17 October 2006

Festive light-ups - Deepavali

The ethnic quarter of Little India is dressed up in the month leading up to the Hindu festival of Diwali. But no one seems to care. Photo essay.

9 comments:

Anonymous said...

Am a regular reader of ur blog and honestly am amazed at the amount of knowledge you possess about people of other nationalities/religion/region etc.

Its refreshing to read a blog that neither cuts corners when it comes to speaking the mind nor carries the "urban myths" of PRC women being men eaters, indians being smelly and malays as lazy bums.

Keep up the great work. I always liked people who were open about their preferences in life. And living their lives the way they want to inspite of what the world thinks of them.

ATB :-)

Anonymous said...

Hey YB- awesome photos! Munchies are EXPENSIVE.
one of the photos on the sweets?-
50 cents for one round sweet? That is expensive! it should be 75 cents for two round sweets? Am I wrong?

Jordan said...

AWESOME PHOTOS!!!
The Indian and Malay cultures are very steeped in tradition and culture. I guess that is why the women are in their cultural outfits. Religions being Islam, and Hinduism and Buddhism.

Chinese/Singapore/ women don't run around in cheongsams? But don't they wear their PJs to the wet markets? Other than that, perhaps the Asian women find it easy to wear casual or western-wear for night events?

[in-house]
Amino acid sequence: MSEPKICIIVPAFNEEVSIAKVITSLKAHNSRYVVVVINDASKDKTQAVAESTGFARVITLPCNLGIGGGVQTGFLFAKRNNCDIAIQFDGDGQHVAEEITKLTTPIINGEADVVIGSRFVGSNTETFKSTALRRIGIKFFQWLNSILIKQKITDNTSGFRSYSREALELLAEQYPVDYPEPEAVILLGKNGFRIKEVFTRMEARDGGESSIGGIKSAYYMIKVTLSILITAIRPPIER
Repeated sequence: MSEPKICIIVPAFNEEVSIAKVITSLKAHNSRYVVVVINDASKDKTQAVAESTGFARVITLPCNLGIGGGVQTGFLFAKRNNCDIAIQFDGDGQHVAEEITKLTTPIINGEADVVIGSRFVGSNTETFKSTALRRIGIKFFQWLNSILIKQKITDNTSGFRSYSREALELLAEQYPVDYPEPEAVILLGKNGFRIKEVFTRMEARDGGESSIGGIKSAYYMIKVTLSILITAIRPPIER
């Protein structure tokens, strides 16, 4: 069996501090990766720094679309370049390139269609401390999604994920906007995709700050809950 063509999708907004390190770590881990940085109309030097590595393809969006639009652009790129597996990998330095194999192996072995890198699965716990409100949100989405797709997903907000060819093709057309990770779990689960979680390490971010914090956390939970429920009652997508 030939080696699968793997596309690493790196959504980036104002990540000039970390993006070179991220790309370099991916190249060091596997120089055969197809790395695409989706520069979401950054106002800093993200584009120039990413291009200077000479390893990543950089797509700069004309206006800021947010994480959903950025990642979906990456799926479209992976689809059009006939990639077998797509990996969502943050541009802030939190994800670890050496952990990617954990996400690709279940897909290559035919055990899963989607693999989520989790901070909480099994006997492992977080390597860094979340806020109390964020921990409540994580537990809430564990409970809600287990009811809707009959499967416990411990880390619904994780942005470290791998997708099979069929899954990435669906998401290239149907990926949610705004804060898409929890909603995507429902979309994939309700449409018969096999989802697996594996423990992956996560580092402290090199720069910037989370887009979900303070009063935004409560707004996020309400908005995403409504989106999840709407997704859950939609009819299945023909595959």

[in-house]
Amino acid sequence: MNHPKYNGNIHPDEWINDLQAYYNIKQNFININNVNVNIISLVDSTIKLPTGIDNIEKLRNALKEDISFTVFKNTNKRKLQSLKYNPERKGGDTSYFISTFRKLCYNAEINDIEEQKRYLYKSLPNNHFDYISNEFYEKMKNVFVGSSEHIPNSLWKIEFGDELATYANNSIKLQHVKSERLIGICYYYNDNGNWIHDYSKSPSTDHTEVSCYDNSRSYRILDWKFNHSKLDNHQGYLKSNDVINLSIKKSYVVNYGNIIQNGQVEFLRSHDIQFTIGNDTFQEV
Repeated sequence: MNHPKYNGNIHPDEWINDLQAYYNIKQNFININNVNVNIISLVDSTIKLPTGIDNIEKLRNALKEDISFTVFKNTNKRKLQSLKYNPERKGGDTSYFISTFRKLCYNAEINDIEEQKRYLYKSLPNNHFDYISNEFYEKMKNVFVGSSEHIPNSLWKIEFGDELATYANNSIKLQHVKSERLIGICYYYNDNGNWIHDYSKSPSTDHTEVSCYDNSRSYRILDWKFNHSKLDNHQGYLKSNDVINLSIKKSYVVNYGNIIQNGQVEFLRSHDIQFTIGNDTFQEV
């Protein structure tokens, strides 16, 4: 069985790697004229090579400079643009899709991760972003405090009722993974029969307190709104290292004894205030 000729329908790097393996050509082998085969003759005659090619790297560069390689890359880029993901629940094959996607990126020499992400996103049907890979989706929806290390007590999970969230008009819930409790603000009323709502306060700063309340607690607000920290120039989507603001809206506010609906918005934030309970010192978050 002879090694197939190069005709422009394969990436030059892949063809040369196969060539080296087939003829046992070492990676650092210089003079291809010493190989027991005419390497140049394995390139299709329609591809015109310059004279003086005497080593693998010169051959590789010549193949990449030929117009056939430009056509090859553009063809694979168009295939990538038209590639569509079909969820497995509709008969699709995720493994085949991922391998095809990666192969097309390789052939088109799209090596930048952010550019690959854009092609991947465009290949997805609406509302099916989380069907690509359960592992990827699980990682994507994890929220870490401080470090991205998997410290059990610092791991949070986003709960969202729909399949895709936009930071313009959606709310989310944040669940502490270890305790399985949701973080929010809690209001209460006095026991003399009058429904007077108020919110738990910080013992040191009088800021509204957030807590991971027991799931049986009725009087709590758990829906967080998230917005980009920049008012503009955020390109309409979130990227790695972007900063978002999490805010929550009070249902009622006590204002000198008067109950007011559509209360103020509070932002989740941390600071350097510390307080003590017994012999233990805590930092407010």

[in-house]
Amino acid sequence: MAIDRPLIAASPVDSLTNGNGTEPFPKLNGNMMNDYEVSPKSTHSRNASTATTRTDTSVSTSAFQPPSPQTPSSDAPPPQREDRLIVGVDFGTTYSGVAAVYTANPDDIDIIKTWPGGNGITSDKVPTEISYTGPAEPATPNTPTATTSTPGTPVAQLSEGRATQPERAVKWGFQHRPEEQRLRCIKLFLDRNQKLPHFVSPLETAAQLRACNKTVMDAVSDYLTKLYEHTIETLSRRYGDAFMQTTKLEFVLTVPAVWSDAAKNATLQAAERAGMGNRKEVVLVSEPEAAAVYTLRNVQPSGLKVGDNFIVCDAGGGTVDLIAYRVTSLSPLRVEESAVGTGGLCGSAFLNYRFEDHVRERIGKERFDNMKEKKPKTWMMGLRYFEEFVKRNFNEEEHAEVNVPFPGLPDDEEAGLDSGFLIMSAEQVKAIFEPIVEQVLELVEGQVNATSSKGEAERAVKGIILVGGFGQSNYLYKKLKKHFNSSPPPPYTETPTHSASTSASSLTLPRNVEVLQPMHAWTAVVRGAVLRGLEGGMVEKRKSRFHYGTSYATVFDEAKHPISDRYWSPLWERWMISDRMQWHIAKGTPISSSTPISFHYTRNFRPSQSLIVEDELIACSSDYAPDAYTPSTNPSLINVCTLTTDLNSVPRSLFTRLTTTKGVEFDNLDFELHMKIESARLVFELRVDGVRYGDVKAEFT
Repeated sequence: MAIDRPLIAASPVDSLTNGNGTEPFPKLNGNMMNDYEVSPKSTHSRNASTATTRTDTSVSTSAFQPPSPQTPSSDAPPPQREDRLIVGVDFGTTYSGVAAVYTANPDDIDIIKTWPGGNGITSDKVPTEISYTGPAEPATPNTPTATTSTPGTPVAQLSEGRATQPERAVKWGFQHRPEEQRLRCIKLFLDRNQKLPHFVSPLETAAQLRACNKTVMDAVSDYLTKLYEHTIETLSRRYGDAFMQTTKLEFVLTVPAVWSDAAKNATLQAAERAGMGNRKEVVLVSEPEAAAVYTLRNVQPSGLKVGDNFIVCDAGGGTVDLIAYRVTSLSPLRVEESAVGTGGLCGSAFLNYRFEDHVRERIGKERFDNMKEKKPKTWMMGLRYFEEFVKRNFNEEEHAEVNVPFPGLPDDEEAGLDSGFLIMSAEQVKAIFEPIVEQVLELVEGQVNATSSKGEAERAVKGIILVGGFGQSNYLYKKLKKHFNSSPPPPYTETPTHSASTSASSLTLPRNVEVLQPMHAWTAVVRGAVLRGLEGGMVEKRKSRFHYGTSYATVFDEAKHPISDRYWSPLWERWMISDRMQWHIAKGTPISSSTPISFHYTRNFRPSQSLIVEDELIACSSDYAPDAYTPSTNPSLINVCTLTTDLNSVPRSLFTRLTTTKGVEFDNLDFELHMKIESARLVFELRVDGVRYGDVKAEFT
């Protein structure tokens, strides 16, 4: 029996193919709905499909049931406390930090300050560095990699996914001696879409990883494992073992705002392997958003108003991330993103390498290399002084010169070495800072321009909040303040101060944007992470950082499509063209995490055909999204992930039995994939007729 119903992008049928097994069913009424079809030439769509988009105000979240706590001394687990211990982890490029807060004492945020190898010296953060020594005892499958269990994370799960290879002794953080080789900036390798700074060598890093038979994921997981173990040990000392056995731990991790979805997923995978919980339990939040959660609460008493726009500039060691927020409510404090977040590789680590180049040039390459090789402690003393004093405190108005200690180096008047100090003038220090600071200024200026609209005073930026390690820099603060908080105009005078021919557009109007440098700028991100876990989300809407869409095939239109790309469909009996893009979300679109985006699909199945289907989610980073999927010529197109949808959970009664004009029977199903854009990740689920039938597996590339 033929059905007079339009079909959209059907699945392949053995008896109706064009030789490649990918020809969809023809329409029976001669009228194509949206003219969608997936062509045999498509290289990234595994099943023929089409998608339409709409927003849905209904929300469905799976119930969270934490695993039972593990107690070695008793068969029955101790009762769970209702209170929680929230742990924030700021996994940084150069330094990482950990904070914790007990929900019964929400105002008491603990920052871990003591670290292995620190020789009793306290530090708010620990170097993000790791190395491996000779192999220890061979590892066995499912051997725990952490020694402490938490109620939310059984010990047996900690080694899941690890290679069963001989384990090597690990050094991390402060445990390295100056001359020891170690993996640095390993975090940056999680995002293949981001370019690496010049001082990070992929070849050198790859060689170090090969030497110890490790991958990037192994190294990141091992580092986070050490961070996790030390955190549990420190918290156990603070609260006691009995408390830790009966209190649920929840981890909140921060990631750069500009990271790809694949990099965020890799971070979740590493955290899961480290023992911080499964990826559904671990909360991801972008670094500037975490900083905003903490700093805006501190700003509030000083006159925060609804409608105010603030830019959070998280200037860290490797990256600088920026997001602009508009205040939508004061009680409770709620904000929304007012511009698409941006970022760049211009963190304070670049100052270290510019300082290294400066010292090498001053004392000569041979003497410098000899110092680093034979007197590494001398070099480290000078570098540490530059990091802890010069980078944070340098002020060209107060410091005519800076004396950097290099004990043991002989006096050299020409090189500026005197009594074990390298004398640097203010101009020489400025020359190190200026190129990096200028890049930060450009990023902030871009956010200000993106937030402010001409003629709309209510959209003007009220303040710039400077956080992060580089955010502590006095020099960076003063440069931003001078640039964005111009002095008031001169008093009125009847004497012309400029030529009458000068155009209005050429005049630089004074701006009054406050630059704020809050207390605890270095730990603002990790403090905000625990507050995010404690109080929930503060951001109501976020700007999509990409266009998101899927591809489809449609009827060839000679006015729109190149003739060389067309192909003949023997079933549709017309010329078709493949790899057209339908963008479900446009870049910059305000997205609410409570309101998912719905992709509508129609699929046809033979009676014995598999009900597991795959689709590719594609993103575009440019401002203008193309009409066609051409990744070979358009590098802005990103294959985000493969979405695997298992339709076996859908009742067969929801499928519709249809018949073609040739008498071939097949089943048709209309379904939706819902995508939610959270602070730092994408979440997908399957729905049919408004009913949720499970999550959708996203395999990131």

The Indian/Bangladesh workers remind me of the illegal mexicans hanging around street corners. Many white americans will stop by and ask them to do work for them, at a cheap rate. America just hit the 300 million mark. And soon, hispanics will be the biggest ethnic group. I say 'Good for them...all migrants, legal or not, are the hardest working people all over the world'.
Inter-racial marriages must be on the increase.

Anonymous said...

A simple explanation for why the Chinese seem more interested in the light-ups than the Indians might simply be that the Indians tend to hang out around the area alot whereas most Chinese visit Chinatown only occasionally.

Also, your comparison of unskilled Indian labourers to skilled Chinese migrant workers is somewhat misleading. These two groups of workers are employed under different conditions and hence receive different status. The difference lies in their underlying socio-economic conditions (eg. education level) and not in their ethnicity. While their numbers are not as great as their unskilled counterparts, there are a significant number of skilled Indian migrant workers earning a good wage.

Your blog contains many interesting insights, but I sometimes wonder if you might be engaged in a bit of selective listening yourself.

Yawning Bread Sampler said...

Jordan said, "The Indian/Bangladesh workers remind me of the illegal mexicans hanging around street corners. Many white americans will stop by and ask them to do work for them, at a cheap rate."